U.S. Senators Press Federal Agencies on Medical Marijuana Research

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A group of eight U.S. senators, led by Elizabeth Warren of Massachusetts, is demanding answers from key federal agencies about why the government hasn’t yet enacted policies to better facilitate scientific research into the medical benefits of marijuana.

“There are currently numerous federal and state regulatory barriers to researching marijuana,” the lawmakers wrote in a letter on Monday. “This regulatory scheme which limits medical marijuana research is outdated and in desperate need of serious and immediate review. These problems are only exacerbated by a lack of coordination between the agencies and states.”

The letter, addressed to the heads of the U.S. Department of Health and Human Services (HHS), the Office of National Drug Control Policy (ONDCP) and the Drug Enforcement Administration (DEA), reveals that those agencies provided a staff briefing for the Capitol Hill offices last month, but that it “failed to answer key substantive questions.”

The senators are concerned about a number of issues in particular:

  • The monopoly on cultivating cannabis for research currently maintained by the University of Mississippi, which, they write, “limits access to adequate supply and appropriate varieties of marijuana and presents significant barriers to research.”
    • The lawmakers want a detailed breakdown of how much of each strain of marijuana is grown at the university and how much of each strain is being requested by researchers.
    • They also want to know if there is a plan to add permits for additional growers, something that the head of the National Institute on Drug Abuse (NIDA) recently testified before a Senate panel “would be beneficial.”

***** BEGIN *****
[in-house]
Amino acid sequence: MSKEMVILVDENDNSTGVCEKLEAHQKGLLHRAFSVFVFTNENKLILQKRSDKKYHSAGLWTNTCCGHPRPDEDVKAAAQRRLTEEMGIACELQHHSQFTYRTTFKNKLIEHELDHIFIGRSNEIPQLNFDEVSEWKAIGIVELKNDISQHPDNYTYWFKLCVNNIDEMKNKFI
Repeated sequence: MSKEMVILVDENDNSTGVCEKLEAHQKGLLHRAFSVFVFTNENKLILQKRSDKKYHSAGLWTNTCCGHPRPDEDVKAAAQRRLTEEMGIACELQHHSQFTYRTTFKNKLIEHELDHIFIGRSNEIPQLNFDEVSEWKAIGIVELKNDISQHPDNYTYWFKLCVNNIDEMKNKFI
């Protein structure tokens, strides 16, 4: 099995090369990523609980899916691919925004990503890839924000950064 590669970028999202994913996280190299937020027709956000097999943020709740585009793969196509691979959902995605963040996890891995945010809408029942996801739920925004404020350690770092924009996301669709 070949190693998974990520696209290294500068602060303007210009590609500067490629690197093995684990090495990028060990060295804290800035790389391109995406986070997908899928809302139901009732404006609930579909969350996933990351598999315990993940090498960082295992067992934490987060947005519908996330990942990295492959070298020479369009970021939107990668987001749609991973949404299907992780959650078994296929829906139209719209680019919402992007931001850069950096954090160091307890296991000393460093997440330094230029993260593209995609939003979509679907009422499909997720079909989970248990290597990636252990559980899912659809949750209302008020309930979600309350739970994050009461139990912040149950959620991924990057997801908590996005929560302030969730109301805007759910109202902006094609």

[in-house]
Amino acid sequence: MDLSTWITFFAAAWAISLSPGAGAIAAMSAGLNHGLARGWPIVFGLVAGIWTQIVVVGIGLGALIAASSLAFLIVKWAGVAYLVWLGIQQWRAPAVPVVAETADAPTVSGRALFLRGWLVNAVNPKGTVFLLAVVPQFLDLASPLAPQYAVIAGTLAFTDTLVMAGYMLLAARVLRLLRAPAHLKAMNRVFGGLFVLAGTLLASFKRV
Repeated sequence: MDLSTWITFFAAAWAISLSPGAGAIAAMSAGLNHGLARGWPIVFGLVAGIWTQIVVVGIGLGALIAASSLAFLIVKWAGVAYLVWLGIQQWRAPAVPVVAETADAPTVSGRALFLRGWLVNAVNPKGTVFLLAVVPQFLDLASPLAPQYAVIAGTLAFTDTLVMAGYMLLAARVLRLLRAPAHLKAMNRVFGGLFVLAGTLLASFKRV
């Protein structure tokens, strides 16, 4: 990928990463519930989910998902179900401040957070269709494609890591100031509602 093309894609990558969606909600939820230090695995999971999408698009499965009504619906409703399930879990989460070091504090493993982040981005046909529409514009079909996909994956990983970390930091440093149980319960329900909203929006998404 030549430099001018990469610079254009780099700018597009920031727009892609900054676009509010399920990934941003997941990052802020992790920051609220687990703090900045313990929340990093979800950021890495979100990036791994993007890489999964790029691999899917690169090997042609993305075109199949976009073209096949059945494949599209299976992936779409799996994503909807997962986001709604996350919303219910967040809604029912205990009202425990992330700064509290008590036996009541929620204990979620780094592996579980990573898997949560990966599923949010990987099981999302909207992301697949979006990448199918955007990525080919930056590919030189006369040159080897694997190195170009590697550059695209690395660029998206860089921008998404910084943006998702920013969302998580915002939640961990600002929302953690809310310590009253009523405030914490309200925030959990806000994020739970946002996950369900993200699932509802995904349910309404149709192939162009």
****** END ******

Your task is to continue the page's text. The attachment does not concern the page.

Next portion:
• They point out that countries like the United Kingdom, Canada, Israel, the Netherlands, Czech Republic, Portugal and Uruguay all allow more than a single source to grow cannabis for research while still complying with United Nations drug control conventions, refuting a DEA argument that the U.S.’s current supply monopoly stems from treaty obligations.
  • Revising marijuana’s current classification under the Controlled Substances Act in Schedule I, a category that’s supposed to be reserved for drugs with no medical value.
    • The senators cite evidence that the Food and Drug Administration (FDA) has already made a recommendation about rescheduling but that DEA has not yet acted on that recommendation. The letter gives no indication about what FDA’s recommendation is, but presses DEA to provide a timeline for acting on the evaluation.
    • The letter also asks whether DEA has separately asked FDA to analyze possible reasons for rescheduling cannabidiol (CBD), a component of cannabis that has shown promise in treating severe seizure disorders in children.
  • Interagency coordination to better facilitate marijuana research. The letter reveals that ONDCP is holding regular meetings on the topic with various federal agencies, but says, “We continue to hear from the research community that the research application approval process is long, cumbersome and difficult to navigate.”